In his book Predictably Irrational, Dan Ariely provided two interesting observations related to employee benefits. First, he pointed out that benefits are more of a social contract than an economic one. The distinction between the two is very powerful. For example, if you have a department with 15 employees and someone walks in with a tray of 15 cookies and says that she baked cookies for the department today, under a social contract analysis, most employees would realize quickly that they should take one cookie each. However, if that was now turned into an economic arrangement in which the person stated that those cookies were baked for her child’s fundraiser, there would be no guilt or judgment associated with someone who proceeded to gobble up half the tray. Ariely reminds us that social contracts are much more powerful than economic ones.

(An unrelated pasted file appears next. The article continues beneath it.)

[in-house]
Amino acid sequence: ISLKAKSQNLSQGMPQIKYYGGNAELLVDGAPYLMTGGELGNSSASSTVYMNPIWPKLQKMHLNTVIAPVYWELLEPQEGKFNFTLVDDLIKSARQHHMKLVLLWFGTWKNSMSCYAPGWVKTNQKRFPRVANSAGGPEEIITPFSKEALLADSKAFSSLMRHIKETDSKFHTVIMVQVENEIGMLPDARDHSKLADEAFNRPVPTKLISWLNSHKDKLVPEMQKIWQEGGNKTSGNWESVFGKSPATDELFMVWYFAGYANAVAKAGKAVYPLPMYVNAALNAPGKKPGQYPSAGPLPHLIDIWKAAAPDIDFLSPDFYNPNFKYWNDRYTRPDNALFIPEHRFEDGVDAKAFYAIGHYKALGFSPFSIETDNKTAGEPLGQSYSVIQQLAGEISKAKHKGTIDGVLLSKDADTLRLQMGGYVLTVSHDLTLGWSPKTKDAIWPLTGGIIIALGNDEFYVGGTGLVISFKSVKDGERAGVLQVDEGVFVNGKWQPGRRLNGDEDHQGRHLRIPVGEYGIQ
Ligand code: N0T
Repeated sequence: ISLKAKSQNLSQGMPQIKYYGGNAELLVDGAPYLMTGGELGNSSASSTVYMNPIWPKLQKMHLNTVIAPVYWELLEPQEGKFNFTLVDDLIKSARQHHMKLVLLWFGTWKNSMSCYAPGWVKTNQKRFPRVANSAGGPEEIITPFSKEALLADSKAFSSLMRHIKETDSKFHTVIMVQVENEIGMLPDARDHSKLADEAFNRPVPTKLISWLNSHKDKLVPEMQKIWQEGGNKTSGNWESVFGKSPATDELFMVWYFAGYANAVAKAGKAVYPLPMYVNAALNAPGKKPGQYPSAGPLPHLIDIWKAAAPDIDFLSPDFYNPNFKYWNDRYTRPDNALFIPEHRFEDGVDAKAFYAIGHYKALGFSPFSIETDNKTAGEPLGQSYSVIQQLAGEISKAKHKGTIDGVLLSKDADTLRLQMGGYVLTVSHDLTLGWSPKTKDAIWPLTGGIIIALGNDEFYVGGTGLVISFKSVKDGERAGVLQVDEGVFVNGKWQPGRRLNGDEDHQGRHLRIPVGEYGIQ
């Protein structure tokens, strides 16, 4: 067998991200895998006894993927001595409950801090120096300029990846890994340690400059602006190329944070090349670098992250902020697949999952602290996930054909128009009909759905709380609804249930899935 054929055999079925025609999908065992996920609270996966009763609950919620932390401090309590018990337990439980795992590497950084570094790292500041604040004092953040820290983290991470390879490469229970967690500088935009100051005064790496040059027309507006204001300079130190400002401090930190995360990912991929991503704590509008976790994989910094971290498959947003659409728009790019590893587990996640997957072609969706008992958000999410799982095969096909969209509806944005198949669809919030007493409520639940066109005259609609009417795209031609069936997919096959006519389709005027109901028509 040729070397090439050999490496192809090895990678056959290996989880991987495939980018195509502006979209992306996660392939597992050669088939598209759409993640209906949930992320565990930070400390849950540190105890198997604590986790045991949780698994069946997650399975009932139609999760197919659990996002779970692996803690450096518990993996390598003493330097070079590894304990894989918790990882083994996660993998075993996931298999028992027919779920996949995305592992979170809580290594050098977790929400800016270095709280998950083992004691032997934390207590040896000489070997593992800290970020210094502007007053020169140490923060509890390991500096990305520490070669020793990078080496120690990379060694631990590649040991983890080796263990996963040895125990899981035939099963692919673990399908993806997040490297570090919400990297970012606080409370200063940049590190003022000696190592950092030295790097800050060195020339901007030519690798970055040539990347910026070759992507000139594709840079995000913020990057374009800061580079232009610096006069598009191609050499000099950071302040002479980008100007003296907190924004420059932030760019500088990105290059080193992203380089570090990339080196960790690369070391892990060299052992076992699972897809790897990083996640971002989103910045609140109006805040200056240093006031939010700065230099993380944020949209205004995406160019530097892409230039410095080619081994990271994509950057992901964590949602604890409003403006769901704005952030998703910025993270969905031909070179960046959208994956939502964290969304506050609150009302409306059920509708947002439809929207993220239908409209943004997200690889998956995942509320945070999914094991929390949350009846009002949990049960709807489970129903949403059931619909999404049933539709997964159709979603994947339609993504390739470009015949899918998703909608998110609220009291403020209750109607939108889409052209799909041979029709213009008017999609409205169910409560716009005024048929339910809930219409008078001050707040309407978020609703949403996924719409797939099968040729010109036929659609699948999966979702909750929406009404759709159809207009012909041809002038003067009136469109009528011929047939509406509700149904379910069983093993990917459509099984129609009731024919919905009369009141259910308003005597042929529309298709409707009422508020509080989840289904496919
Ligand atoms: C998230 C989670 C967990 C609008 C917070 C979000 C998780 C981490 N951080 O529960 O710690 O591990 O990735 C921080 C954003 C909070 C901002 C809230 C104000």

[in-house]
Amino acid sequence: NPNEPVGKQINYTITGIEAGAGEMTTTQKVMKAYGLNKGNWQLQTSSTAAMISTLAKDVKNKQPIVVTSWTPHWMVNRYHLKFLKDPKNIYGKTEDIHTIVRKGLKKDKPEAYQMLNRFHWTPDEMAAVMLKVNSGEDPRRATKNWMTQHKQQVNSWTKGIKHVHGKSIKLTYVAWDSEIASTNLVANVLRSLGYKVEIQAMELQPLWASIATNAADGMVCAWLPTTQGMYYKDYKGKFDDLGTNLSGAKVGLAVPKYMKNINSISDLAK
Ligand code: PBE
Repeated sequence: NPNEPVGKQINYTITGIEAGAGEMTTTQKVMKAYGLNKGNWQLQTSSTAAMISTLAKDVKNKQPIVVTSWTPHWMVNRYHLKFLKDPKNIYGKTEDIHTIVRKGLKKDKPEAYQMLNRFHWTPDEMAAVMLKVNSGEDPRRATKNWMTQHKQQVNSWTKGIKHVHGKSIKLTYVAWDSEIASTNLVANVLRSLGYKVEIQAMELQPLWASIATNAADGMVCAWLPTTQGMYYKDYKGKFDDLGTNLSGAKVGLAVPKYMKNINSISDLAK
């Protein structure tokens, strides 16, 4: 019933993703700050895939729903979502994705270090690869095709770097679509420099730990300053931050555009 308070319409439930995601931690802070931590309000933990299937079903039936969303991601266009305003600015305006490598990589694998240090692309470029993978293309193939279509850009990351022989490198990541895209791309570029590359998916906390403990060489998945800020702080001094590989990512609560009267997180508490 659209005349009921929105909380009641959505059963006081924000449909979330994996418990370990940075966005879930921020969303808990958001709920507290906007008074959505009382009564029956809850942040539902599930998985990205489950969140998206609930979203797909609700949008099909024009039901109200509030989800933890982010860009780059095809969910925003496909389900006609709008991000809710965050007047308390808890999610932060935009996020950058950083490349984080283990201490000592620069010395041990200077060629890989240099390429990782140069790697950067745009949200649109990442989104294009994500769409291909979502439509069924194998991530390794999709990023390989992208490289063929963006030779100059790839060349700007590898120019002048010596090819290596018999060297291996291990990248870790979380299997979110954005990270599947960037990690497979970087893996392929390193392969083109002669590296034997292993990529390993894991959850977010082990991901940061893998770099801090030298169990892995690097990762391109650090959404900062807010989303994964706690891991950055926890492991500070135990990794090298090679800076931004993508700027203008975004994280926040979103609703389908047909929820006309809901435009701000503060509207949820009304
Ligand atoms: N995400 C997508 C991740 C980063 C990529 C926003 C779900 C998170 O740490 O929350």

Second, Ariely argues that asking employees to chip in for the payment of benefits or providing total compensation statements (something that we’ve recommended for years) diminishes the cohesiveness of the social contract.
These are provocative thoughts — and surveys about employee motivators mirror them to a certain degree. Although book after book after book talks about the “work experience,” in reality, most people go to work to be paid. The other motivational factors kick only after they feel they’re being paid a fair days’ wage. In today’s economy, employees rank benefits over compensation as their top concern. Benefits fulfill a security need more than does straight compensation. In a sense, the workforce is telling us that a dollar spent on benefits (which is a tax-free payment) is worth more than a dollar spent on straight compensation. Consider this if you’re considering a cut in benefits.